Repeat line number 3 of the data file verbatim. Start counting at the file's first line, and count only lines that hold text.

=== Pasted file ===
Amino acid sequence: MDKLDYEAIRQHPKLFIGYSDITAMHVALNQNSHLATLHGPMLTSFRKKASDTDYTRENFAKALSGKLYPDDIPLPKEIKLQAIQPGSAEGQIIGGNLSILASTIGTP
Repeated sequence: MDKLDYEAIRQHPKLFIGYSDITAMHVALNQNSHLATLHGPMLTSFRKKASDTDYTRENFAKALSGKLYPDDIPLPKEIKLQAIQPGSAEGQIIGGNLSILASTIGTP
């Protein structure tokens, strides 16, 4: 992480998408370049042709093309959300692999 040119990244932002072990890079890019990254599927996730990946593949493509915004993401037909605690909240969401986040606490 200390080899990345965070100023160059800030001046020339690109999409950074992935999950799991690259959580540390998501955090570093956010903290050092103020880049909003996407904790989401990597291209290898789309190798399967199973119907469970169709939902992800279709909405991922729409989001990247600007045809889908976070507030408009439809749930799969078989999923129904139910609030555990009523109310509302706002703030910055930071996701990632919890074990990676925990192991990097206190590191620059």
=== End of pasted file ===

């Protein structure tokens, strides 16, 4: 992480998408370049042709093309959300692999 040119990244932002072990890079890019990254599927996730990946593949493509915004993401037909605690909240969401986040606490 200390080899990345965070100023160059800030001046020339690109999409950074992935999950799991690259959580540390998501955090570093956010903290050092103020880049909003996407904790989401990597291209290898789309190798399967199973119907469970169709939902992800279709909405991922729409989001990247600007045809889908976070507030408009439809749930799969078989999923129904139910609030555990009523109310509302706002703030910055930071996701990632919890074990990676925990192991990097206190590191620059």